Here are the thermal pools, waterholes and rock pools around Australia that you can swim in.
By Simon Webster
Published: 01 December, 2017
Fancy a soak in a spa bath? How about one that nature provided? Spectacular natural spas can be found all over Australia, so take a dip.
Australia's natural spas
Wyadup Spa, Margaret River, Western Australia
Western Australia’s Margaret River region is famous for its world-class waves, but you don’t have to be a surfer to appreciate them.
At Injidup Beach, near the town of Yallingup, there’s a certain spot where waves cascade through narrow gaps and over rocks into a clear rock pool, creating just the right amount of bubbles and foam to make you feel like you’re in the world’s most spectacular jacuzzi, all entirely natural – and unforgettable.
Until recently this was a locals’ secret, but now the word is out, so head on down. You’ll find the Wyadup Spa (also known as the Injidup Natural Spa) at Wyadup Rocks, a 15-minute drive south of Yallingup.
Bitter Springs, Northern Territory
Sometimes it’s not enough to float in the one spot; it’s nice to go on a bit of a journey. So hop aboard a gentle current down the warm, thermal-fed, clean, clear waters of Bitter Springs, in Elsey National Park, near Katherine.
You can rent a foam pool noodle from the local caravan park to help keep you afloat as you drift for about 200 metres (650 feet), perhaps dipping beneath the surface now and then to spot freshwater turtles. Then climb out, follow the path beneath fan palms back to the beginning, and do it all over again.
Just the thing after an outback drive or bushwalk, Bitter Springs is the lesser-known neighbour of the famous Mataranka Thermal Pool.
Whalers Way, South Australia
There’s some stunning coastal scenery on South Australia’s Eyre Peninsula (the seafood capital of Australia, no less), and it doesn’t get more rugged or dramatic than Whalers Way, a 14km track at the peninsula’s southern tip, a 30-minute drive from Port Lincoln. With sheer cliffs, caves, crevasses, blowholes and swimming spots including some serene rock pools, this is a wild and wonderful daytrip (or longer, for intrepid campers).
To access the rock pools, you’ll need a permit and a key, since Whalers Way is on private land – a great excuse to get exact directions from locals. Head to the Port Lincoln Visitor Information Centre – they’ll supply you with everything you need. While there, find out about all the other things you can do on the Eyre Peninsula: cage dive with sharks, watch whales, swim with sea lions… and don’t forget to sample the seafood.
Wee Jasper Reserves, New South Wales
Just an hour and 30 minutes’ drive from Parliament House in Canberra (ranked No.3 on Lonely Planet’s list of world cities to visit in 2018), is a world far removed from the cut and thrust of politics.
This waterhole can be found at Micalong Creek Reserve, one of five camping spots known as the Wee Jasper Reserves.
Just south of the village of Wee Jasper (named by a Scottish settler in honour of local gemstones), the reserves offer bushwalks (from 15 minutes to several days), stunning underground caves, and fishing – as well as the chance to take a well-earned dip to cool off.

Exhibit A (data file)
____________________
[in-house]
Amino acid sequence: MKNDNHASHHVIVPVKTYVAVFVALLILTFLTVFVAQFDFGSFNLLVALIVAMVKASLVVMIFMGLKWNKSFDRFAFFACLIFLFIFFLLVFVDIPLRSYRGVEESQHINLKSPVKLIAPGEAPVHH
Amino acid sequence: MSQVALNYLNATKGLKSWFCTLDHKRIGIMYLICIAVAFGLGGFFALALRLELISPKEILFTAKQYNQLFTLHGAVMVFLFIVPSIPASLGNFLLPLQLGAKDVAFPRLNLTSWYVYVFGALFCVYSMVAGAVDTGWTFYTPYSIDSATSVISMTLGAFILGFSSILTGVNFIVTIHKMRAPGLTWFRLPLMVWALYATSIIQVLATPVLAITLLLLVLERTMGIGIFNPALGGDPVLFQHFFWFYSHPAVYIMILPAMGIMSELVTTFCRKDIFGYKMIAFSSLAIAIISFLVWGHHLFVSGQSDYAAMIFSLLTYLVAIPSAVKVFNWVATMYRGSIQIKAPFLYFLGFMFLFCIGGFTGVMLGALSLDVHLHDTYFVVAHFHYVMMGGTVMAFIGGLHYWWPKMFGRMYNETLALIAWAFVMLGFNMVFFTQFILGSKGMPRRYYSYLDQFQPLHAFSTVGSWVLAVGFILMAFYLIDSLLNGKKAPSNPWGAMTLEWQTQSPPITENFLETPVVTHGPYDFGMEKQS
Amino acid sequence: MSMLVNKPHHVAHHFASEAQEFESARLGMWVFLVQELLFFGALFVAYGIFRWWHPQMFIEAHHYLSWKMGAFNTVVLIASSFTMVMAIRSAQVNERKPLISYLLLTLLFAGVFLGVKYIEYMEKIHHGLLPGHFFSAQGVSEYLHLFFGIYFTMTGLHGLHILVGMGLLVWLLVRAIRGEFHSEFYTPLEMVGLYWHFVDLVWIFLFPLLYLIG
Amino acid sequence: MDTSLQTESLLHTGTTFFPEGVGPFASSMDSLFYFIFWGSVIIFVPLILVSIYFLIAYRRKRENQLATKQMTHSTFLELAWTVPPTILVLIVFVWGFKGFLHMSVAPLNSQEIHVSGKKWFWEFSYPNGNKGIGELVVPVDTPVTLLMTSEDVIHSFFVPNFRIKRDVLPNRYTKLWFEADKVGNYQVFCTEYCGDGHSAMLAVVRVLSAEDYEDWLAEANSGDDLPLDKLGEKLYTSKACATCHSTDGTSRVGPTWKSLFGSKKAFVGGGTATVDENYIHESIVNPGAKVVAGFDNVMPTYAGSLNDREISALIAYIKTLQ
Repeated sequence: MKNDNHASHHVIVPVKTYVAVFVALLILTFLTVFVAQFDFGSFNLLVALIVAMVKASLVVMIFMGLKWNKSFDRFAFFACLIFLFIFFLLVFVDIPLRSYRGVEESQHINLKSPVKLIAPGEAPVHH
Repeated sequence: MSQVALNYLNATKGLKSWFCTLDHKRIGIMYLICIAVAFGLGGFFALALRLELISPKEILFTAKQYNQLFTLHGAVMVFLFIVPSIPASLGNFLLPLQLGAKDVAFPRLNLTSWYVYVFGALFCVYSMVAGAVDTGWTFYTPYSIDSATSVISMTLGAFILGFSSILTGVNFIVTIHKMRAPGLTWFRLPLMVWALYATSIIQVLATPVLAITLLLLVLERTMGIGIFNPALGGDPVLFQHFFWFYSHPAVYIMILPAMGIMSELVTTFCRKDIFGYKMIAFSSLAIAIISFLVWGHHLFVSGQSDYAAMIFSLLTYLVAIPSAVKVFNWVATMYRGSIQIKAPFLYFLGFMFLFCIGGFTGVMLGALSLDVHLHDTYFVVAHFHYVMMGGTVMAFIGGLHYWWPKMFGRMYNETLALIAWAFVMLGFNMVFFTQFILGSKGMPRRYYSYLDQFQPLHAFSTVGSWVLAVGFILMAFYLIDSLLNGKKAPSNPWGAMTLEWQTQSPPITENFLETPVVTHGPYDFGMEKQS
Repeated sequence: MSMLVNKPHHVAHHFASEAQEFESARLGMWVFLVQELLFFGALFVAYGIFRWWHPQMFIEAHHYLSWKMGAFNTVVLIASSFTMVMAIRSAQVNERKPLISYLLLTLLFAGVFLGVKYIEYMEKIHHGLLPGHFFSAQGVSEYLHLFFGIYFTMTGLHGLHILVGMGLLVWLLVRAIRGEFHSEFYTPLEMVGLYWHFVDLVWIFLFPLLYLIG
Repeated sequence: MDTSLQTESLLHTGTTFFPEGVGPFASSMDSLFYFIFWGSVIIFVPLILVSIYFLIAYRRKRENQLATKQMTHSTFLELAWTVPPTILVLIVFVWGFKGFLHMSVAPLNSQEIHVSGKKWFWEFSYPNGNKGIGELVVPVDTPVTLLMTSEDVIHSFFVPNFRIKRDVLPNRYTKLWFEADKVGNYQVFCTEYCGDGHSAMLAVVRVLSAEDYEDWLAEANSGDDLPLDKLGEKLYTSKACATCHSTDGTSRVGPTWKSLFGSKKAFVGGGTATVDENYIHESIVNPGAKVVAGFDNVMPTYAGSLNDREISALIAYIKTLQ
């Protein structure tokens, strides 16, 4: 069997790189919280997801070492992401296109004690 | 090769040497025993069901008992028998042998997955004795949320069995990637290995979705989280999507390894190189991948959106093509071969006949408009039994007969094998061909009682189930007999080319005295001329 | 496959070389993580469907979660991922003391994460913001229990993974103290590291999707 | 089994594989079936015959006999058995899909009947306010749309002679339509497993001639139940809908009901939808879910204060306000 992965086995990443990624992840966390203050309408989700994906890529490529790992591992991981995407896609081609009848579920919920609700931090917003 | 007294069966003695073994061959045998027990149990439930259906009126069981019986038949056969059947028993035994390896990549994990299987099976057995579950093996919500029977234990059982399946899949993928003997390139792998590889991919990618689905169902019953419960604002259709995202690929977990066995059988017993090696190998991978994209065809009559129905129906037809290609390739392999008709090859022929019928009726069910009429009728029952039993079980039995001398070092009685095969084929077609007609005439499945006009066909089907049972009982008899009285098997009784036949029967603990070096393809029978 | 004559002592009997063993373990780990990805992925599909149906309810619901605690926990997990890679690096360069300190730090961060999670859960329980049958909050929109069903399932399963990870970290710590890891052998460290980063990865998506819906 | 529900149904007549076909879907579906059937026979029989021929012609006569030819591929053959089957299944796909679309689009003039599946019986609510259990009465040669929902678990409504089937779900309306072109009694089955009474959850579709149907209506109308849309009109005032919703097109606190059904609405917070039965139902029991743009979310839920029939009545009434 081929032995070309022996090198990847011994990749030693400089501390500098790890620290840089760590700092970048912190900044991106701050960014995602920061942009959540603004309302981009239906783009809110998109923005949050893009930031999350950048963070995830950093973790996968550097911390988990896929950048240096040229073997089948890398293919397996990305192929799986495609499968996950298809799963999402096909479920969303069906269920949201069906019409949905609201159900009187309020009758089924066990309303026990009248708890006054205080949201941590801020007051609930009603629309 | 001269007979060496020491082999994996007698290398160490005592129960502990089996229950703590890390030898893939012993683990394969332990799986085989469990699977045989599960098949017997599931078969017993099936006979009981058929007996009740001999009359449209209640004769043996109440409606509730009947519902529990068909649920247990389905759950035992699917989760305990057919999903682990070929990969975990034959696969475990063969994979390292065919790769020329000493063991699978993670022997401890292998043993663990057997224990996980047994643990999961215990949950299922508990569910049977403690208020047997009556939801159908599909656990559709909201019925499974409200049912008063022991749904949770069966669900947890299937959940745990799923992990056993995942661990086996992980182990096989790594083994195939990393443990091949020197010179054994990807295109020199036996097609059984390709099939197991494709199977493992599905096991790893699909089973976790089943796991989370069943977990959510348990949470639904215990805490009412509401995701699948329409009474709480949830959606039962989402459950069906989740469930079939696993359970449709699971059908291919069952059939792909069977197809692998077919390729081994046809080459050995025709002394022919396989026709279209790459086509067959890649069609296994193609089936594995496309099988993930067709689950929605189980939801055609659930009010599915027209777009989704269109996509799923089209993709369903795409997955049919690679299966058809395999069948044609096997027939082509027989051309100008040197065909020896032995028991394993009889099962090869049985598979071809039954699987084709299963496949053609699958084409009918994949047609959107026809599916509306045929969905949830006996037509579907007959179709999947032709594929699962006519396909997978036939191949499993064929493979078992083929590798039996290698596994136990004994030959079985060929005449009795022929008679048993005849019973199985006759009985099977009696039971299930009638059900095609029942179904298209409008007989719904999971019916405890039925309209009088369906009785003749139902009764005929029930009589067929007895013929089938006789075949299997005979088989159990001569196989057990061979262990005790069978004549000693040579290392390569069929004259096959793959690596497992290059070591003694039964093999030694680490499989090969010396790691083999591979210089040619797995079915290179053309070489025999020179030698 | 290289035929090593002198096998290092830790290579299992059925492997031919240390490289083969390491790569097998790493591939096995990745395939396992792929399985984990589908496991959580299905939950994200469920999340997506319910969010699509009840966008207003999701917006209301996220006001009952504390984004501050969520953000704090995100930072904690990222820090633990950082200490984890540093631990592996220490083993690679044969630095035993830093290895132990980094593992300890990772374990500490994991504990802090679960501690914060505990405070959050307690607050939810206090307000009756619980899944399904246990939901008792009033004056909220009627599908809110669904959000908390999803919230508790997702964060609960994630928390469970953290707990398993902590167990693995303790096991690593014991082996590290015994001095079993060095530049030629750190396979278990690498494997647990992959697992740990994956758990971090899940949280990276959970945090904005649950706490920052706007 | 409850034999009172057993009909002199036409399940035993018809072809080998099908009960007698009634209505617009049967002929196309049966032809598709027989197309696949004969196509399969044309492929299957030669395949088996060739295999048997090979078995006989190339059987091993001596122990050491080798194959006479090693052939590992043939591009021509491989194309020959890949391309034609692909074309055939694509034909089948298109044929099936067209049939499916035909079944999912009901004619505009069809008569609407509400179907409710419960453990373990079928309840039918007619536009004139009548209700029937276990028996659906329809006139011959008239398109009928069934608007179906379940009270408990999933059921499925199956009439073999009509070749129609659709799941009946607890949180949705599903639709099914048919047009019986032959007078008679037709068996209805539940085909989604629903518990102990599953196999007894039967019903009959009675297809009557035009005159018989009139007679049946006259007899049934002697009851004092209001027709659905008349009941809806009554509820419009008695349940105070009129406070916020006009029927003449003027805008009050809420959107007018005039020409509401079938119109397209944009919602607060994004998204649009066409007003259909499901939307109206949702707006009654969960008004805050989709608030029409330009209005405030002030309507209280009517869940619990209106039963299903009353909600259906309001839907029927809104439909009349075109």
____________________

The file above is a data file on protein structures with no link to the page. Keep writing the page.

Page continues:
There are plenty of places to set up camp in shady spots right by the creek.
Blairgowrie Back Beach, Victoria
Towards the end of the peninsula, the seaside village of Blairgowrie has the calm waters of Port Phillip Bay on its front beach and the wilder Bass Strait on its back beach, which is home to some turquoise rock pools just made for floating in. To find them, time your visit with low tide when they’re exposed. There are plenty of other things to do around the area while you wait – you can even create your own “picnic trail” along the cellar doors, fromageries, chocolatiers and producers in the region.
Douglas-Apsley National Park, Tasmania
Meanwhile, across the Bass Strait in the stunning wilderness of Tasmania, waterholes are plentiful and inviting (well, depending on the time of year – they can be a bit on the chilly side in winter).
This pristine Apsley Waterhole is on the state’s east coast in Douglas-Apsley National Park, home to gorges, heathlands, waterfalls, eucalypt forests and wildflowers.
Champagne pools and more in Queensland
Fraser Island is most famous for being the world’s biggest sand island. It’s home to dingoes, rainforest, a beach highway, great fishing, unique scenery and several incredible swimming spots. The best places to get wet and cool down include some astonishing freshwater lakes and the saltwater Champagne Pools, which foam just like the drink thanks to the way waves crash over the surrounding rocks.
Over on the mainland, the most glamorous town on Queensland’s Sunshine Coast is without a doubt Noosa, home to high-end boutiques and dining. But you don’t need a cent to enjoy the Fairy Pools at Granite Bay in Noosa National Park.
Neither do you need to be in the slightest bit wealthy to luxuriate in the natural beauty of Kondalilla Falls, just an hour from Noosa in the lush rainforest of Kondalilla National Park.
And to round off our tour of natural spas, let’s head to Queensland’s tropical north, where Girringun National Park, south of Cairns, is home to rainforest, waterfalls, picnic spots and the unforgettable Cardwell Spa Pool, where a depression in the creek causes the water to bubble and swirl. Plus it’s free of crocodiles, stingers and sharks – as all good spas should be.
Check out more incredible Australian natural attractions.
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